Standard & Poor’s Lifts Barbados’ Credit Rating

BRIDGETOWN, Barbados, Thursday December 12, 2019 – Rating agency Standard and Poor’s (S&P) has lifted Barbados’ credit worthiness out of default territory, significantly raising its foreign currency ratings.

S&P has moved up the long- and short-term foreign currency ratings to ‘B-/B’ from ‘SD/SD’ – and upward movement on the ratings scale of six notches – and assigned its ‘B-‘ foreign currency issue rating to foreign currency debt delivered in the exchange.

It also affirmed its ‘B-/B’ long- and short-term local currency sovereign credit ratings and ‘B-‘ issue-level rating on Barbados’ long-term local currency debt.

S&P also issued a stable outlook, saying this “balances the administration’s strong mandate to implement broad fiscal and macroeconomic reforms with the political and economic challenges of doing so”.

The ratings agency said it expected multilateral lending institutions would continue to commit and disburse financial and technical assistance to Barbados, which would also support Government’s mandate.

“We expect over the next 12-18 months the Government will continue to implement policies that achieve fiscal consolidation and instill institutional safeguards, while strengthening macroeconomic stability,” it said.

S&P stressed, however, that failure to meet fiscal and debt targets over the next year could weaken investor confidence and result in a loss of official capital inflows, adding that this outcome could place renewed pressure on the country’s foreign exchange reserves and reduce funding sources.

“Under this scenario of diminished liquidity, we could lower the ratings,” the US-based rating agency warned.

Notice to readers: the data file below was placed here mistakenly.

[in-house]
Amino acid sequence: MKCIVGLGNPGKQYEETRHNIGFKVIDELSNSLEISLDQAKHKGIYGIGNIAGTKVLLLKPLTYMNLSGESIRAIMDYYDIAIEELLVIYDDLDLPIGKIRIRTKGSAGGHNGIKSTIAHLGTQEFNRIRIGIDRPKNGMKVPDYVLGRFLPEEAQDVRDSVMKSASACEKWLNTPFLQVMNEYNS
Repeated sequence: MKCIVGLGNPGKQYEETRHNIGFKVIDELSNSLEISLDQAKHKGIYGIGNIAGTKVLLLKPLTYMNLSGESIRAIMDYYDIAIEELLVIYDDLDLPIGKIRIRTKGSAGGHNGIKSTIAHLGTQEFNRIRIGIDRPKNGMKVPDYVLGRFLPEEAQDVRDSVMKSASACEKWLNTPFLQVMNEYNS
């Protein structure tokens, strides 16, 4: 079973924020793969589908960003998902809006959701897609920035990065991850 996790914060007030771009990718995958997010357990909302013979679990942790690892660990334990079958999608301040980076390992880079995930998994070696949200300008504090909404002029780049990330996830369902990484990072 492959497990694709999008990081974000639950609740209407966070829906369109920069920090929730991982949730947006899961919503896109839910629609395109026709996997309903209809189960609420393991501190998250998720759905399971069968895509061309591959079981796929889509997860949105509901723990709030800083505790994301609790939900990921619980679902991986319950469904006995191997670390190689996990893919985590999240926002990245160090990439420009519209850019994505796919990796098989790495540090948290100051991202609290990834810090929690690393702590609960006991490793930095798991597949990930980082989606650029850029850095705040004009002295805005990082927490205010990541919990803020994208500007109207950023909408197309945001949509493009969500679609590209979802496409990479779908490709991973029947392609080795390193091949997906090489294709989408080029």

But S&P said it could raise the ratings over the next year should the Government adhere to its ambitious fiscal targets and reform agenda, which could strengthen investor confidence and contribute to improved gross domestic product growth prospects.

“Higher economic growth would facilitate a reduced debt burden, which, together with an expectation of continued access to official funding, could lead us to raise the rating,” it said.

In response to the upgrade, Prime Minister Mia Mottley said it demonstrated that her administration was “certainly moving in the right direction”.

“I want to congratulate the Barbadian people for pulling together and making the necessary adjustments and sacrifice to put us all on the right path to sustainability. We are not yet where we need to be but if we stay the course and if we focus on adding value in all that we do and on growth, I have every confidence we will make it and reverse the impact of the lost decade. We can return the country to investment grade and continue to build people’s confidence in all that we are doing,” she said.

And Government’s IMF senior advisor, Dr Kevin Greenidge said moving up six notches on the ratings scale is “quite an achievement for Barbados”, given that the Barbados Economic Recovery and Transformation (BERT) programme is only a year old.

The news from S&P came on the same day that government announced the conclusion of external debt restructuring, which was finalized with Barbados exchanging just over $1 billion in new bonds (with a 26 per cent haircut).

And Greenidge noted the upgrade was due, in large part, to that.

“The upgrade sends a strong statement that BERT is working and speaks to the strength of the adjustment program and reforms being undertaken. The report from S&P speaks to the outlook being ‘stable’ as opposed to ‘negative’ a year ago, and is indicative of the government’s commitment to continue to implement policies that achieve fiscal sustainability,” he said.

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